Nara Tour - Cradle of Japanese Culture
The Giant Buddha
We meet near Kyoto Station. The tour ends in Nara. You can return to Kyoto after the tour (the guide usually returns after the tour) or stay and get lunch and explore Nara on your own.
Yes! Just unselect the train tickets during the booking process.
Gavin Campbell received a Ph.D. in history from the University of North Carolina, Chapel Hill, and came to Kyoto in 2001 to take his current position as tenured university professor of history, religious studies, and American Studies. Since 2016 he is also Fellow at Harvard's Reischauer Institute of Japanese Studies. His teaching and research revolve around Japan's cultural encounters with the West, particularly during the Edo, Meiji, Taisho and early Showa periods (1600-1940), and he has published on the history of foreign tourism and of Protestant missionaries in Japan. To further explore Japan's global cultural encounters, he is currently writing a book on the history of Japanese menswear from the 1600s through the early 20th century. He enjoys reading, spending time with his family, and exploring with clients Kyoto's endlessly fascinating culture and history.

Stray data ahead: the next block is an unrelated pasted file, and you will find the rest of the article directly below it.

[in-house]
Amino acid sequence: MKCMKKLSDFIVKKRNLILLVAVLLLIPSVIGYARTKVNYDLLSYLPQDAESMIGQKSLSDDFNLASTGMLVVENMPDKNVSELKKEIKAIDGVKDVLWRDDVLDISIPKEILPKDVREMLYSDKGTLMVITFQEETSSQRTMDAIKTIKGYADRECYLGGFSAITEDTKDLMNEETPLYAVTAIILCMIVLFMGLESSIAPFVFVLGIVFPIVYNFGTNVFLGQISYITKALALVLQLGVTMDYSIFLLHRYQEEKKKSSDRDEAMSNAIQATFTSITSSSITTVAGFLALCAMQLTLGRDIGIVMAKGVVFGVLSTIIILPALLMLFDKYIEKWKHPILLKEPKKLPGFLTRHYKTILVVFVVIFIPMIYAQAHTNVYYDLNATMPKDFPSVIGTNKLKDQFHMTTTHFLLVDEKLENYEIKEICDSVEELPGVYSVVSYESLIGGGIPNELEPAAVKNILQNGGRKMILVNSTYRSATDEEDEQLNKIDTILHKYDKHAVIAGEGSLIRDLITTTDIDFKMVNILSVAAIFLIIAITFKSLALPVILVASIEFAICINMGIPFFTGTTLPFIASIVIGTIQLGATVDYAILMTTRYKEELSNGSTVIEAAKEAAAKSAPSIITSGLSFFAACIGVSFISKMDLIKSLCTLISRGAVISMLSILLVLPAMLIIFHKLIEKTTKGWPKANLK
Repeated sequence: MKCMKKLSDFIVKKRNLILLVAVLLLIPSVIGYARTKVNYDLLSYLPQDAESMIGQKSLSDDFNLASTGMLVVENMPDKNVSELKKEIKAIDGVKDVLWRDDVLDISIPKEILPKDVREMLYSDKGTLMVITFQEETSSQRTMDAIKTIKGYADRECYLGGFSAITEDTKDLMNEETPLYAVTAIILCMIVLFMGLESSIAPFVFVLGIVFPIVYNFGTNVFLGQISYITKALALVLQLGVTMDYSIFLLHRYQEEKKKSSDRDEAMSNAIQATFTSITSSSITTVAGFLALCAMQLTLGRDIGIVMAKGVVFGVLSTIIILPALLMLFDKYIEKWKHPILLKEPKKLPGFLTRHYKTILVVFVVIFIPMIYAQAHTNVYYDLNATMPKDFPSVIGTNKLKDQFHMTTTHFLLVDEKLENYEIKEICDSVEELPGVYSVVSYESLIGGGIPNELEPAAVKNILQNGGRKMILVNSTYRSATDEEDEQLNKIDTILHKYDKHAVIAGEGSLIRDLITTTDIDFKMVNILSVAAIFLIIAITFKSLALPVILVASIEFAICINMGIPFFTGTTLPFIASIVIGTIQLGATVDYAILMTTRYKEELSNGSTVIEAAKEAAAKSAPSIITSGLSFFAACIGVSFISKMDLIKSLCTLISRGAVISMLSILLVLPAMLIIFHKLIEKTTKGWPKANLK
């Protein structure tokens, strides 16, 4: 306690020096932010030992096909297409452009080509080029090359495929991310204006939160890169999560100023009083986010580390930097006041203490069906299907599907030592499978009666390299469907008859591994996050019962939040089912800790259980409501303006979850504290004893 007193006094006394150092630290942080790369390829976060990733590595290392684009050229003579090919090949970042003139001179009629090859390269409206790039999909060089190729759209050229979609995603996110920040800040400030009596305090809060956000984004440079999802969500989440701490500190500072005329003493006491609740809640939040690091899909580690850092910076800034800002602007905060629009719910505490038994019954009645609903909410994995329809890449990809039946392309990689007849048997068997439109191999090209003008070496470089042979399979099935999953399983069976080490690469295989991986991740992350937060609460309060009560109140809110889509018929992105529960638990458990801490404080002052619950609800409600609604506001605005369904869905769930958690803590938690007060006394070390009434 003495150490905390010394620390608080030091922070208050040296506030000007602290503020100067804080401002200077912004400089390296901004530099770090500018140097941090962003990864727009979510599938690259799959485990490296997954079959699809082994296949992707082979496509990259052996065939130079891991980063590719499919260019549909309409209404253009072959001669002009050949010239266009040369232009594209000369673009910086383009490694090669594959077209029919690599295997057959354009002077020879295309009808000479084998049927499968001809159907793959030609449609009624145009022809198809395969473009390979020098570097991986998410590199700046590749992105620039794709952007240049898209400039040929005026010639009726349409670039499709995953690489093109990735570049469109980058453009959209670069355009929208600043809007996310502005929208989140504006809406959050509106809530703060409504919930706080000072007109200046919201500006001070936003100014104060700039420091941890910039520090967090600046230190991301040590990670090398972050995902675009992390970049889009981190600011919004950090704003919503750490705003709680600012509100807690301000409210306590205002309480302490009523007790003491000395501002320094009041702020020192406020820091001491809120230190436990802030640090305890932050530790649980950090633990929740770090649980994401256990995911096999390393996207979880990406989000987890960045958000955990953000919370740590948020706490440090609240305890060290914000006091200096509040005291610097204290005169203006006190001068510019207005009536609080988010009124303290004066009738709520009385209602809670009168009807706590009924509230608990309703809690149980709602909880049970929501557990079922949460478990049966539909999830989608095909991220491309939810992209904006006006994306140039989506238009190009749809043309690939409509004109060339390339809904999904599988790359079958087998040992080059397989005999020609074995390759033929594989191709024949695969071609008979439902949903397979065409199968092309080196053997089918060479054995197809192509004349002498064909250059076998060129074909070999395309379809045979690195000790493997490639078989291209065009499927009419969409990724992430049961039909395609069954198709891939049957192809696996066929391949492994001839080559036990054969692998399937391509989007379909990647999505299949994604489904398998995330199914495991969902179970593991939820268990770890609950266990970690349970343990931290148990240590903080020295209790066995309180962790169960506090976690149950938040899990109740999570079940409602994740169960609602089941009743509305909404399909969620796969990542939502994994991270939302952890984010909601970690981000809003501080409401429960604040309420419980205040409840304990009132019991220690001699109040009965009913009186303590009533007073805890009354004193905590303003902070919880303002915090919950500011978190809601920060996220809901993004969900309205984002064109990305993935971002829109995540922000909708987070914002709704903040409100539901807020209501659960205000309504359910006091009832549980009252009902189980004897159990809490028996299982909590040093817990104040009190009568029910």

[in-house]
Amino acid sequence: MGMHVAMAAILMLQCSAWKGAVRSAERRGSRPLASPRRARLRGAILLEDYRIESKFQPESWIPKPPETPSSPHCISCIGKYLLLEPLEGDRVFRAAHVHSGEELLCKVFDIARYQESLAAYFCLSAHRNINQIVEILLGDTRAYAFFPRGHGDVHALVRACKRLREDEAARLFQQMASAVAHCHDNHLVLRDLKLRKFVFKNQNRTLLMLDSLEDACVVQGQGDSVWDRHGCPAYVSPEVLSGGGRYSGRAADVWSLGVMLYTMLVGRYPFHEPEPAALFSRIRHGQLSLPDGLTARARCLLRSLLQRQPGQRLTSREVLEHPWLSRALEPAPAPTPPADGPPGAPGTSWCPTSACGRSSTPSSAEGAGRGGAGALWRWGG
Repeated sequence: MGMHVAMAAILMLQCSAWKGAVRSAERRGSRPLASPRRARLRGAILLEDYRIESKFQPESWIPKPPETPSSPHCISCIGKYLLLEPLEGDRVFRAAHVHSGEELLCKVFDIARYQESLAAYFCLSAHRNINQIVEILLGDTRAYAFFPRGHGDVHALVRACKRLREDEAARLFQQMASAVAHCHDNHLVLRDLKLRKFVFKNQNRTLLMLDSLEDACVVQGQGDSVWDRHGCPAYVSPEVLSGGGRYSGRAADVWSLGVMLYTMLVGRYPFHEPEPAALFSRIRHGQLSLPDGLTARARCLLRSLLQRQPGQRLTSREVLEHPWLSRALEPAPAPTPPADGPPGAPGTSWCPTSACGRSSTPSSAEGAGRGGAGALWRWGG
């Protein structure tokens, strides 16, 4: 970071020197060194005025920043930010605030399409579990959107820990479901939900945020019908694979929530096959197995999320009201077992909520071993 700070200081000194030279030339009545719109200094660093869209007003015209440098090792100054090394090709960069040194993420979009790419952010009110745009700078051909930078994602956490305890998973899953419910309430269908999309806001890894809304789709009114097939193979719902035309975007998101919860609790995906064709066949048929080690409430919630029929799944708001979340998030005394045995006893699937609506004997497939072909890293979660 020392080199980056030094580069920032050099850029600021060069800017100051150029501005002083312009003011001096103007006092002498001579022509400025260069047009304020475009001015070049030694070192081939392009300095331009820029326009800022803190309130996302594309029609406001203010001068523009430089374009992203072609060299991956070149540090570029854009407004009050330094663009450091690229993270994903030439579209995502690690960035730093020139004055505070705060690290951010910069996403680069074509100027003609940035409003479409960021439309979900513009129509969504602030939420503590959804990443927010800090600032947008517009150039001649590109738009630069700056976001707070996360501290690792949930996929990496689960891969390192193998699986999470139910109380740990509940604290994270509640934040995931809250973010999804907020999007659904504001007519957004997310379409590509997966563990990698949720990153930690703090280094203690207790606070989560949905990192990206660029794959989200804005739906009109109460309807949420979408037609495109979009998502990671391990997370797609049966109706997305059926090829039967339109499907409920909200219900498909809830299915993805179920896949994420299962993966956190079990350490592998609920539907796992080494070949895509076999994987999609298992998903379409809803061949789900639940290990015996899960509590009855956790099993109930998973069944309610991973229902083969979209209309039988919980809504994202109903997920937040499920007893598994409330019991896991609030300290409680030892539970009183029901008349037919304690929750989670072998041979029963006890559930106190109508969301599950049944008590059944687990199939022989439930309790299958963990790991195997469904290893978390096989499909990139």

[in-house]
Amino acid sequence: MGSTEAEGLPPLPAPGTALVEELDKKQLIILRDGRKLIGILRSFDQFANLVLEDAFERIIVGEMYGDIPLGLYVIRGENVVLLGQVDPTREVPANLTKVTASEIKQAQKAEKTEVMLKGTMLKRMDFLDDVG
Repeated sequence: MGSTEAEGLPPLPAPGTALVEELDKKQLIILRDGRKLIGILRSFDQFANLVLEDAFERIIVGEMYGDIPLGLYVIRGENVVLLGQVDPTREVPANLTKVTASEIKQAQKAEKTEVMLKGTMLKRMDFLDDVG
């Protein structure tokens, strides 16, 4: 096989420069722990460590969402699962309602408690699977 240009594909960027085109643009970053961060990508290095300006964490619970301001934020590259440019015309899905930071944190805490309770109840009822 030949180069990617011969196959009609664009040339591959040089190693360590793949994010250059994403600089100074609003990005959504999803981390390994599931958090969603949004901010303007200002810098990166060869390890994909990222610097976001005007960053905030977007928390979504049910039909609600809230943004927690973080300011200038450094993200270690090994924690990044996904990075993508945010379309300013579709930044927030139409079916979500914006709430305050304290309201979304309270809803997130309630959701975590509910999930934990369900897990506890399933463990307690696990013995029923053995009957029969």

Karin Swanson has an M.A. from San Diego State University in Japanese Art History and is a Ph.D candidate at the University of Kansas, focusing on Edo-period paintings and prints, woodblock printed books, and 17th-century painting. She has lived in Kyoto since 1993 and has held lectureships at a number of universities, including the Kyoto Consortium for Japanese Studies, where she worked with Columbia University’s program. She is a member of Kyoto Asian Studies Group as well as a Kyoto Townhouse Association, which promotes this classic but unfortunately rapidly disappearing form of Kyoto architecture. When not lecturing, Karin enjoys attending art exhibitions and auctions as well as both rural and urban hiking.
Alexander Bazes, originally from New York, has lived in Kyoto for 6 years. After finishing his BA in East Asian studies at Brown University he went on to take a master’s degree in East Asian Languages and Civilizations from the University of Pennsylvania, where he focused on pre-modern Japanese Buddhism. In early 2012, he began training in the craft of Japanese knife making, which he is pursuing full-time. Passionate about Japanese craftsmanship and culture, he enjoys sharing his knowledge and experiences with others.
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